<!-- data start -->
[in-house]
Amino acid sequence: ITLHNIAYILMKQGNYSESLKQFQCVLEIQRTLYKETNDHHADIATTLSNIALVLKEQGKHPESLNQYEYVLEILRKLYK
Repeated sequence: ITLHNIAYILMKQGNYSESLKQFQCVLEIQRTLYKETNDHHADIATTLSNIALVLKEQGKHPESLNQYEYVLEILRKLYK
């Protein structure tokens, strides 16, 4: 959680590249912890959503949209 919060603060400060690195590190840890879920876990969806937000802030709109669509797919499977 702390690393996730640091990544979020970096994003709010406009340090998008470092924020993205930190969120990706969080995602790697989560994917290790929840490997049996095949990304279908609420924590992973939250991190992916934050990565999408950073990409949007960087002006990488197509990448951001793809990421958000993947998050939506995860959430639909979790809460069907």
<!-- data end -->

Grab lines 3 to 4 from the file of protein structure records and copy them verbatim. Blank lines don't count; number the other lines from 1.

Repeated sequence: ITLHNIAYILMKQGNYSESLKQFQCVLEIQRTLYKETNDHHADIATTLSNIALVLKEQGKHPESLNQYEYVLEILRKLYK
């Protein structure tokens, strides 16, 4: 959680590249912890959503949209 919060603060400060690195590190840890879920876990969806937000802030709109669509797919499977 702390690393996730640091990544979020970096994003709010406009340090998008470092924020993205930190969120990706969080995602790697989560994917290790929840490997049996095949990304279908609420924590992973939250991190992916934050990565999408950073990409949007960087002006990488197509990448951001793809990421958000993947998050939506995860959430639909979790809460069907």